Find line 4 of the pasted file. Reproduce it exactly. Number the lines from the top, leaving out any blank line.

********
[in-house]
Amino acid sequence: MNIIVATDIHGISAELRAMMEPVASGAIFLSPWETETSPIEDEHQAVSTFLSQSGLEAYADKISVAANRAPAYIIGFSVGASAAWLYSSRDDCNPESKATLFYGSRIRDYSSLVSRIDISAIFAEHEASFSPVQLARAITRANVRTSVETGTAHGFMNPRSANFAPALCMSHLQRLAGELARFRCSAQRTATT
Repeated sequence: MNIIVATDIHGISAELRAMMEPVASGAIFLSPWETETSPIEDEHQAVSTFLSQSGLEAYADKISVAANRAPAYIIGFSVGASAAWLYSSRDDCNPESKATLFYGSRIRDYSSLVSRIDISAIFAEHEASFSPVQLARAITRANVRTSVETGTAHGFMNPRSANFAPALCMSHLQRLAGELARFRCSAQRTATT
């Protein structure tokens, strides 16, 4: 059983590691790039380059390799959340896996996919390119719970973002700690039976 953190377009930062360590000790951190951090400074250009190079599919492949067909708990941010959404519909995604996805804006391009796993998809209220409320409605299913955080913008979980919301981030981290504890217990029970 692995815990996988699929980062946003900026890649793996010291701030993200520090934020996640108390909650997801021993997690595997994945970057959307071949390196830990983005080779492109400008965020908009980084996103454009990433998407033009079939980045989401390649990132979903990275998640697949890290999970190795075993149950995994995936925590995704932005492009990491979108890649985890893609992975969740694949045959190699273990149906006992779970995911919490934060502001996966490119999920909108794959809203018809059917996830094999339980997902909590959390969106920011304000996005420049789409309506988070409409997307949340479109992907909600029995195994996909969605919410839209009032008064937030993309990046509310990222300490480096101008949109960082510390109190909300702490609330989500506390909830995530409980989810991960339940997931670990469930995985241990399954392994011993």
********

């Protein structure tokens, strides 16, 4: 059983590691790039380059390799959340896996996919390119719970973002700690039976 953190377009930062360590000790951190951090400074250009190079599919492949067909708990941010959404519909995604996805804006391009796993998809209220409320409605299913955080913008979980919301981030981290504890217990029970 692995815990996988699929980062946003900026890649793996010291701030993200520090934020996640108390909650997801021993997690595997994945970057959307071949390196830990983005080779492109400008965020908009980084996103454009990433998407033009079939980045989401390649990132979903990275998640697949890290999970190795075993149950995994995936925590995704932005492009990491979108890649985890893609992975969740694949045959190699273990149906006992779970995911919490934060502001996966490119999920909108794959809203018809059917996830094999339980997902909590959390969106920011304000996005420049789409309506988070409409997307949340479109992907909600029995195994996909969605919410839209009032008064937030993309990046509310990222300490480096101008949109960082510390109190909300702490609330989500506390909830995530409980989810991960339940997931670990469930995985241990399954392994011993």